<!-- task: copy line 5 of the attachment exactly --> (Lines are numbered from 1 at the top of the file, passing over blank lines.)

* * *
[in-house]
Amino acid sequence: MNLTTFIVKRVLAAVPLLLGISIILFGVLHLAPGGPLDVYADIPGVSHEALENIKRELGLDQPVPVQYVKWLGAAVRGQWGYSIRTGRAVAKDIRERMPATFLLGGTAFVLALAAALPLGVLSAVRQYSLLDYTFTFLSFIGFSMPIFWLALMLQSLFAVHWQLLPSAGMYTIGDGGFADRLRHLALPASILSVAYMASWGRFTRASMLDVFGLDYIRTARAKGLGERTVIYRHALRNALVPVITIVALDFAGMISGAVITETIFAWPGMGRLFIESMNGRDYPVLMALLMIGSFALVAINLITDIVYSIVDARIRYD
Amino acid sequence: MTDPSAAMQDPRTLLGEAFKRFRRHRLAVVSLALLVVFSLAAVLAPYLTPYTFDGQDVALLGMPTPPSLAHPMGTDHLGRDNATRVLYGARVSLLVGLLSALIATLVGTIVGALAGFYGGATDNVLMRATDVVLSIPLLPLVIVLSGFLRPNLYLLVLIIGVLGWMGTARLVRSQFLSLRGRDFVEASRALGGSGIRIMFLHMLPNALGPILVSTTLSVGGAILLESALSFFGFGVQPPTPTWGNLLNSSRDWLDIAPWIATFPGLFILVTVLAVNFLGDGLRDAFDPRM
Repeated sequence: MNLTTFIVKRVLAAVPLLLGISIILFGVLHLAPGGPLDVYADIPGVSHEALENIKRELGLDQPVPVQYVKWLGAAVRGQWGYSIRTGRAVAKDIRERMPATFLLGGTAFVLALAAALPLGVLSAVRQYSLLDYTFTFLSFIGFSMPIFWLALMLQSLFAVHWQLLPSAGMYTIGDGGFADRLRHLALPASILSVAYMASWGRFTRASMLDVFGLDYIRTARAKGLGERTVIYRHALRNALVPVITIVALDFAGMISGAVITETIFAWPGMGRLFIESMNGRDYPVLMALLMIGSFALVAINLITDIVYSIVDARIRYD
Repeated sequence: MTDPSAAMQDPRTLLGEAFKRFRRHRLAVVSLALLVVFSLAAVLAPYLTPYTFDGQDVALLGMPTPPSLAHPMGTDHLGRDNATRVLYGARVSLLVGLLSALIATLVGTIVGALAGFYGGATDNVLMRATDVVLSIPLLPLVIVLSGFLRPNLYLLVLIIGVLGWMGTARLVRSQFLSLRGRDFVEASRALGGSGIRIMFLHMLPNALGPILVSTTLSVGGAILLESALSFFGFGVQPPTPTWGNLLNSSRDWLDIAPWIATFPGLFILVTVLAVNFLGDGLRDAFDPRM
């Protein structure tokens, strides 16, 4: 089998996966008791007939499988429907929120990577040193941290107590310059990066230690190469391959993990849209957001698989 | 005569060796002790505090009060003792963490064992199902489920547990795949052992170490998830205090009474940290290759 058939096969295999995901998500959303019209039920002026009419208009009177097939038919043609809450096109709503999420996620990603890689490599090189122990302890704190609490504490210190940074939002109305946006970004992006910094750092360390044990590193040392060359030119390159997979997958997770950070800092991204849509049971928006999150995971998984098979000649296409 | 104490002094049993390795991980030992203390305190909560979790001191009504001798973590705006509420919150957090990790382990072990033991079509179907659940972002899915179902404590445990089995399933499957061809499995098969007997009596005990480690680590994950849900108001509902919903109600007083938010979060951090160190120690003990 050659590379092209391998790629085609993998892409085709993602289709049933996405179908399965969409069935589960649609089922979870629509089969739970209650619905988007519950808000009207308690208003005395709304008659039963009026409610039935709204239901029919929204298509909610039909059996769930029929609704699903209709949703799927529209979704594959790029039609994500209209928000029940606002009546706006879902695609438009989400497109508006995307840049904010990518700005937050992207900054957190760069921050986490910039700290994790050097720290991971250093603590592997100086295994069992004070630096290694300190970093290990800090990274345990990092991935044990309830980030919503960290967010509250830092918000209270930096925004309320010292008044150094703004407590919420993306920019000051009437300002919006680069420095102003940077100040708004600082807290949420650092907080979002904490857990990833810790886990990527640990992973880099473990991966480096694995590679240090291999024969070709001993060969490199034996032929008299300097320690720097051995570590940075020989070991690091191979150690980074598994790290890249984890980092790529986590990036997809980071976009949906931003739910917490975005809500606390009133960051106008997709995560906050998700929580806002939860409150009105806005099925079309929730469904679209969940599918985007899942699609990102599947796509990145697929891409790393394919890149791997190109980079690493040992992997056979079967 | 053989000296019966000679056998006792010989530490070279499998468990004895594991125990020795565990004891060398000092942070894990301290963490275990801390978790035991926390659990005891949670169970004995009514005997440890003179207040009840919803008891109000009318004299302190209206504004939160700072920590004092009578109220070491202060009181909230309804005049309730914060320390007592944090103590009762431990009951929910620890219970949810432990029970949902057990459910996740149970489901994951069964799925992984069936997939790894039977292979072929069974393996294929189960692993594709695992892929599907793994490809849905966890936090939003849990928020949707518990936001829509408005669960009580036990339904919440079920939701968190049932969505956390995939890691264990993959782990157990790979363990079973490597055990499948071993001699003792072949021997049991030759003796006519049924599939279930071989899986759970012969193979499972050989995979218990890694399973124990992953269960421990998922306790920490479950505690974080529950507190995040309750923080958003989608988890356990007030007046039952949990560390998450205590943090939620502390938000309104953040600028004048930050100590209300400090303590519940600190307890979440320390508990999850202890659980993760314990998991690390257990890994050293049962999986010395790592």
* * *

Repeated sequence: MTDPSAAMQDPRTLLGEAFKRFRRHRLAVVSLALLVVFSLAAVLAPYLTPYTFDGQDVALLGMPTPPSLAHPMGTDHLGRDNATRVLYGARVSLLVGLLSALIATLVGTIVGALAGFYGGATDNVLMRATDVVLSIPLLPLVIVLSGFLRPNLYLLVLIIGVLGWMGTARLVRSQFLSLRGRDFVEASRALGGSGIRIMFLHMLPNALGPILVSTTLSVGGAILLESALSFFGFGVQPPTPTWGNLLNSSRDWLDIAPWIATFPGLFILVTVLAVNFLGDGLRDAFDPRM